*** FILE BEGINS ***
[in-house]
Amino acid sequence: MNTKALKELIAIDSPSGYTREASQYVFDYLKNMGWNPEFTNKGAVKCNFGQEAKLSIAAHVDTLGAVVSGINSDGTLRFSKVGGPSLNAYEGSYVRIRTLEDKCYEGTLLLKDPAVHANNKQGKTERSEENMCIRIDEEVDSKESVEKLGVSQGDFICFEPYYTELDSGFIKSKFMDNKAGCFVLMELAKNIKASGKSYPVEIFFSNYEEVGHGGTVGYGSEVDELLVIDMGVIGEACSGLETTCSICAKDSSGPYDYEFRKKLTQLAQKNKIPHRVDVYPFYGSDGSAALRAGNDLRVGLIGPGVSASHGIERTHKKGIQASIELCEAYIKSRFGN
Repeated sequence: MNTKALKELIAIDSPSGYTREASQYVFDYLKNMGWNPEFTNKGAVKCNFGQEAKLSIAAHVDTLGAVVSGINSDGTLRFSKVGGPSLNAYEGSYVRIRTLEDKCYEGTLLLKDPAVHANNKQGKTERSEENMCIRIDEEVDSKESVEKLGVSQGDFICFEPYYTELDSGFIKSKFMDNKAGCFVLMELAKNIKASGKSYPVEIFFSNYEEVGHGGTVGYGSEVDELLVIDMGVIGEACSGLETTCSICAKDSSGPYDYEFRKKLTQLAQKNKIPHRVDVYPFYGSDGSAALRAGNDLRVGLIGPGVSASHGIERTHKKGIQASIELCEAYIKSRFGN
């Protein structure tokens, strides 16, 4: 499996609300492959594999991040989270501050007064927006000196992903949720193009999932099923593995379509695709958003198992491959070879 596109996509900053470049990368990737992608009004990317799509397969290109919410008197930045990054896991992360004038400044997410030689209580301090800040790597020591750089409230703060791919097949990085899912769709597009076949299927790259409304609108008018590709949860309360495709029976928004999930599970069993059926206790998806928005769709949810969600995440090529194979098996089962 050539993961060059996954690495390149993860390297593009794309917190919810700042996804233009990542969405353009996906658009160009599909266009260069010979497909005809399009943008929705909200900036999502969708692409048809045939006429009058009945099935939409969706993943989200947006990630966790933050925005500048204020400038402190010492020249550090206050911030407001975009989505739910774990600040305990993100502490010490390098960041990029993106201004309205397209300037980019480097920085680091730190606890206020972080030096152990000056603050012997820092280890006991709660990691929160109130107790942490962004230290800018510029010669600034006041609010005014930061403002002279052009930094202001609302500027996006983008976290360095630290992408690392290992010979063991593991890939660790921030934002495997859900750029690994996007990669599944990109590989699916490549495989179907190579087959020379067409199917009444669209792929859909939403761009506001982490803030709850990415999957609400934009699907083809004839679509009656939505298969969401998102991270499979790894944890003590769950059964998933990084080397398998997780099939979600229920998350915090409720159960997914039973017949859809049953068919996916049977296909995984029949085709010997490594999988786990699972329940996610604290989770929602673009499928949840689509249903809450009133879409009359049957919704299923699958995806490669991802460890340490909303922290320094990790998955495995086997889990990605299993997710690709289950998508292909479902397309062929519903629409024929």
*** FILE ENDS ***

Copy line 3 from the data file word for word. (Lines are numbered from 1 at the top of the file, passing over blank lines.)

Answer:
Repeated sequence: MNTKALKELIAIDSPSGYTREASQYVFDYLKNMGWNPEFTNKGAVKCNFGQEAKLSIAAHVDTLGAVVSGINSDGTLRFSKVGGPSLNAYEGSYVRIRTLEDKCYEGTLLLKDPAVHANNKQGKTERSEENMCIRIDEEVDSKESVEKLGVSQGDFICFEPYYTELDSGFIKSKFMDNKAGCFVLMELAKNIKASGKSYPVEIFFSNYEEVGHGGTVGYGSEVDELLVIDMGVIGEACSGLETTCSICAKDSSGPYDYEFRKKLTQLAQKNKIPHRVDVYPFYGSDGSAALRAGNDLRVGLIGPGVSASHGIERTHKKGIQASIELCEAYIKSRFGN